The report notes that debt held by the public will reach 73 percent of the economy this year, ?the highest level since 1950 and about twice the 36 percent of GDP that it measured at the end of 2007.? [The Hill]
Under the current-law baseline, the deficit next year would shrink to $641 billion.
This assumes that a series of policies known as the fiscal cliff take place. They include automatic spending cuts triggered by the August 2011 deal to raise the debt ceiling; expiration of the Bush-era tax rates; a sharp cut in Medicare doctor payments; and the failure to index the Alternative Minimum Tax for inflation, which would raise taxes for many households.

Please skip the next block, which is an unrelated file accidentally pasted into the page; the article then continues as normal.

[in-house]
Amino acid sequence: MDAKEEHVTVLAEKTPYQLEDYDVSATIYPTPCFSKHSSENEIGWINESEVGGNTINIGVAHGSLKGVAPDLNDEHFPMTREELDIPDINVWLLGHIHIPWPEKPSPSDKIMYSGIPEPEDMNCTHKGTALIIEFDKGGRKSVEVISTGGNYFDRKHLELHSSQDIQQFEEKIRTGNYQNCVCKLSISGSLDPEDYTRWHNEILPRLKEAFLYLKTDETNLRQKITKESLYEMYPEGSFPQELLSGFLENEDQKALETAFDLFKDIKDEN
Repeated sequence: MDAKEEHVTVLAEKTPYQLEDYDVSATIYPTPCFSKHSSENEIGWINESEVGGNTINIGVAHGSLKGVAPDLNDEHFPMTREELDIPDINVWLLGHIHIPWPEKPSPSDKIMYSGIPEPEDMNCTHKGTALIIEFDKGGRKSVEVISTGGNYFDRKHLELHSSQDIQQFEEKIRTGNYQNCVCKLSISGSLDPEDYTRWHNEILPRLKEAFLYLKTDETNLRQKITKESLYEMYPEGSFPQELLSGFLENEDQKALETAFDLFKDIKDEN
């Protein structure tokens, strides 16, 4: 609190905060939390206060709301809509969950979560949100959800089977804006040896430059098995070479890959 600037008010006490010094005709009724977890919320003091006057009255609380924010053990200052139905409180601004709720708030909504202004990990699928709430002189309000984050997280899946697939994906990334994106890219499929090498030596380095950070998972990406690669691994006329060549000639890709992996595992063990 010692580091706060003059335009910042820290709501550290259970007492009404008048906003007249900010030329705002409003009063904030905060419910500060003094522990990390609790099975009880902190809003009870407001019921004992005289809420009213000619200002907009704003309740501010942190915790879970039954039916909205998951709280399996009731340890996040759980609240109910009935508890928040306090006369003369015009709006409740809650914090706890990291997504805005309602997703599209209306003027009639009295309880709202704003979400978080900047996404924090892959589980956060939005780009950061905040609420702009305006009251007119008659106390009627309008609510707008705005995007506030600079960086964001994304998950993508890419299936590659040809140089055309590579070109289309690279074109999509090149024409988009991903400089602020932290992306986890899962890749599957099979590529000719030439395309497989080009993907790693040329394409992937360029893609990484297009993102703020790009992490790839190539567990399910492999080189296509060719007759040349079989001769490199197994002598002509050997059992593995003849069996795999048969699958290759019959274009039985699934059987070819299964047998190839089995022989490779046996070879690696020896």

The $641 billion budget deficit estimate is larger than the $585 billion deficit CBO had projected in January.
[...] Democrats last month threatened to let the nation go over the fiscal cliff unless Republicans agree to a ?balanced? deficit package that includes some tax increases. The GOP has so far doubled down on its insistence that a deficit solution include only cuts to non-defense social spending.
Next stop, a “deep recession,” according to today’s report.